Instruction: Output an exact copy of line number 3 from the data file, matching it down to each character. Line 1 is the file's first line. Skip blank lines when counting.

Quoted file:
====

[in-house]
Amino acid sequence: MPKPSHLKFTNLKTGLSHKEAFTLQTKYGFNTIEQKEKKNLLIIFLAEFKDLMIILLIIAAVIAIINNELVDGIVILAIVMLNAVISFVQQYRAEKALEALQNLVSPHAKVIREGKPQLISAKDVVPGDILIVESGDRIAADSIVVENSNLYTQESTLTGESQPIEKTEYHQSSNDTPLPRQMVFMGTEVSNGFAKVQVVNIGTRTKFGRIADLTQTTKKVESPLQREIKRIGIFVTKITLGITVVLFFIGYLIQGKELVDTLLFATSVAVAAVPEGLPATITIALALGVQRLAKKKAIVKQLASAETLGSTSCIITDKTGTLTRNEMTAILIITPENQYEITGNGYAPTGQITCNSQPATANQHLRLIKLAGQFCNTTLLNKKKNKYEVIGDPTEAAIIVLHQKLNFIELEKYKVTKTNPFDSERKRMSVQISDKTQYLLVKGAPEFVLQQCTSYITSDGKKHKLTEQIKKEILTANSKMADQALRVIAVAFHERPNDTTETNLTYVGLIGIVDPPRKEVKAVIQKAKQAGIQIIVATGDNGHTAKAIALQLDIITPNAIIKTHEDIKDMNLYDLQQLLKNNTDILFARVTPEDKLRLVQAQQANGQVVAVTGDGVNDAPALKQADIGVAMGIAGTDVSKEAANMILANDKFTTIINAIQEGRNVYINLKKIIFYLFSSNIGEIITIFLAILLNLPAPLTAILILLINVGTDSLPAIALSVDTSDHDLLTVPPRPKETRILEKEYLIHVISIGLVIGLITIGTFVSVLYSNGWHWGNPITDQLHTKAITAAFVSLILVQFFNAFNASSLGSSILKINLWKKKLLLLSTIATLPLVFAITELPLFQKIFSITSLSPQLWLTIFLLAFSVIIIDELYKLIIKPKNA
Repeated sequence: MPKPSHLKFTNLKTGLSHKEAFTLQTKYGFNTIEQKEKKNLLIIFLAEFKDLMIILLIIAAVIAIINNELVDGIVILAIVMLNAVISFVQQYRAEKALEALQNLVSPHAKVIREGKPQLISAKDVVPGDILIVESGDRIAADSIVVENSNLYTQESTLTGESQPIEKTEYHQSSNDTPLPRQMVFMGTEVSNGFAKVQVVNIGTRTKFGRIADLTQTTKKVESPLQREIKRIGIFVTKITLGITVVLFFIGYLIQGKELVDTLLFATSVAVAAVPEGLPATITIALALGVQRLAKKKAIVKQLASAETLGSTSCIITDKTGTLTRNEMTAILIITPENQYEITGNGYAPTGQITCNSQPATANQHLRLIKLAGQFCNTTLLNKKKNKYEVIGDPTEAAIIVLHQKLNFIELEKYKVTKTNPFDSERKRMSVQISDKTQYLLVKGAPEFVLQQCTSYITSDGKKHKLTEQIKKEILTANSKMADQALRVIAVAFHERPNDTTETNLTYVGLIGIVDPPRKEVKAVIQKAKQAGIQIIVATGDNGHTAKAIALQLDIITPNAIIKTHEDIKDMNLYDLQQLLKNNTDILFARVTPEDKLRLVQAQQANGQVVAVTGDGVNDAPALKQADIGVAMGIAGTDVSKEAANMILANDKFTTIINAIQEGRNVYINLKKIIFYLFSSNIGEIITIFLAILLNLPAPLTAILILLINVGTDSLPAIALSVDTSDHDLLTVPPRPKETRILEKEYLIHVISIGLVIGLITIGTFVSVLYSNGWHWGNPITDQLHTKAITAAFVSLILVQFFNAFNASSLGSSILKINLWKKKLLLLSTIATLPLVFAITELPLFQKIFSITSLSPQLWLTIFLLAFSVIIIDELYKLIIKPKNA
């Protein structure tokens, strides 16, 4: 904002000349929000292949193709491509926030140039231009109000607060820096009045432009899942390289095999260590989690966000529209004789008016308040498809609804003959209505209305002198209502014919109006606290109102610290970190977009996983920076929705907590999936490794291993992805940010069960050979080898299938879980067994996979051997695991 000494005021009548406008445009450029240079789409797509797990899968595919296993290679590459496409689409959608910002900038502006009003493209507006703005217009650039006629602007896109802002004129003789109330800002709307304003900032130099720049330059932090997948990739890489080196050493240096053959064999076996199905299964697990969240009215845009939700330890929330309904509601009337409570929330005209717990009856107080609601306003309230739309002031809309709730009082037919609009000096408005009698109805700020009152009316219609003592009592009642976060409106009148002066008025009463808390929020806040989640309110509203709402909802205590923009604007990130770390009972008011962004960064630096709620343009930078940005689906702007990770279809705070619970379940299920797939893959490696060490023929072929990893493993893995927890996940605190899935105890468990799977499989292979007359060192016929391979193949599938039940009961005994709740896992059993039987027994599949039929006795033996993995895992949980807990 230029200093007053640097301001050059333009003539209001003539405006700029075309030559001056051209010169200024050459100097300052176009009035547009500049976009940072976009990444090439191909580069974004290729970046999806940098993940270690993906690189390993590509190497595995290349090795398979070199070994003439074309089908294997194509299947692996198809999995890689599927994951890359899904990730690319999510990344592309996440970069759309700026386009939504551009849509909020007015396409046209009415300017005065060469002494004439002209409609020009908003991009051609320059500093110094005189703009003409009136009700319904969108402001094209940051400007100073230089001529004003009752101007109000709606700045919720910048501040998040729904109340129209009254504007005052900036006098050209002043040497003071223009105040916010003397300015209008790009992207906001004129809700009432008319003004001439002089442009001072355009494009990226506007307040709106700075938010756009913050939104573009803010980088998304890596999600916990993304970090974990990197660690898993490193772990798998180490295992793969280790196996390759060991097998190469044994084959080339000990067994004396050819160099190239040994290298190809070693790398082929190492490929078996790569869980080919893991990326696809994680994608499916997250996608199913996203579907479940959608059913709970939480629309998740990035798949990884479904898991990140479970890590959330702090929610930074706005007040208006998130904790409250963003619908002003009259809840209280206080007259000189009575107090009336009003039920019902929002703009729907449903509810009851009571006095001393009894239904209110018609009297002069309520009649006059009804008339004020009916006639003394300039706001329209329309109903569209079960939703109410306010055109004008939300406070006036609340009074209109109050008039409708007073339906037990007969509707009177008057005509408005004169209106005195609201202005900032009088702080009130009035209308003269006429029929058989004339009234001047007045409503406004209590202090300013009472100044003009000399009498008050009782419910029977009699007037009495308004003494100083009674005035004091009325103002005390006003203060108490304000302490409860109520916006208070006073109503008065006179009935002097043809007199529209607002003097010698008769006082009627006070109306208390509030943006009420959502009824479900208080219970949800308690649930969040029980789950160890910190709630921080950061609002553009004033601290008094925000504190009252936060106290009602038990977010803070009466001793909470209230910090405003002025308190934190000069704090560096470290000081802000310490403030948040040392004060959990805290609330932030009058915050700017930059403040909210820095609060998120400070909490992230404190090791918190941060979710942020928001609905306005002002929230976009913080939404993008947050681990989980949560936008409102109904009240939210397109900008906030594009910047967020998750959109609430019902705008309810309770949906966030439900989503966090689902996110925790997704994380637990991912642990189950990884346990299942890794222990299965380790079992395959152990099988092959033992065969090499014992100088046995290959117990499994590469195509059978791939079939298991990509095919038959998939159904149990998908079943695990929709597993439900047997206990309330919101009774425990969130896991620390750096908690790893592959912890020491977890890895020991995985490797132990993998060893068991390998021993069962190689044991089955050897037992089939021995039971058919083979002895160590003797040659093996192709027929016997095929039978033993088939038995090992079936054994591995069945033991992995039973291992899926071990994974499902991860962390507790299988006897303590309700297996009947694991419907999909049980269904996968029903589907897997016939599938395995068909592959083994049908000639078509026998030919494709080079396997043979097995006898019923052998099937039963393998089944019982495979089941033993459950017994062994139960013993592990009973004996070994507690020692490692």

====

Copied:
Repeated sequence: MPKPSHLKFTNLKTGLSHKEAFTLQTKYGFNTIEQKEKKNLLIIFLAEFKDLMIILLIIAAVIAIINNELVDGIVILAIVMLNAVISFVQQYRAEKALEALQNLVSPHAKVIREGKPQLISAKDVVPGDILIVESGDRIAADSIVVENSNLYTQESTLTGESQPIEKTEYHQSSNDTPLPRQMVFMGTEVSNGFAKVQVVNIGTRTKFGRIADLTQTTKKVESPLQREIKRIGIFVTKITLGITVVLFFIGYLIQGKELVDTLLFATSVAVAAVPEGLPATITIALALGVQRLAKKKAIVKQLASAETLGSTSCIITDKTGTLTRNEMTAILIITPENQYEITGNGYAPTGQITCNSQPATANQHLRLIKLAGQFCNTTLLNKKKNKYEVIGDPTEAAIIVLHQKLNFIELEKYKVTKTNPFDSERKRMSVQISDKTQYLLVKGAPEFVLQQCTSYITSDGKKHKLTEQIKKEILTANSKMADQALRVIAVAFHERPNDTTETNLTYVGLIGIVDPPRKEVKAVIQKAKQAGIQIIVATGDNGHTAKAIALQLDIITPNAIIKTHEDIKDMNLYDLQQLLKNNTDILFARVTPEDKLRLVQAQQANGQVVAVTGDGVNDAPALKQADIGVAMGIAGTDVSKEAANMILANDKFTTIINAIQEGRNVYINLKKIIFYLFSSNIGEIITIFLAILLNLPAPLTAILILLINVGTDSLPAIALSVDTSDHDLLTVPPRPKETRILEKEYLIHVISIGLVIGLITIGTFVSVLYSNGWHWGNPITDQLHTKAITAAFVSLILVQFFNAFNASSLGSSILKINLWKKKLLLLSTIATLPLVFAITELPLFQKIFSITSLSPQLWLTIFLLAFSVIIIDELYKLIIKPKNA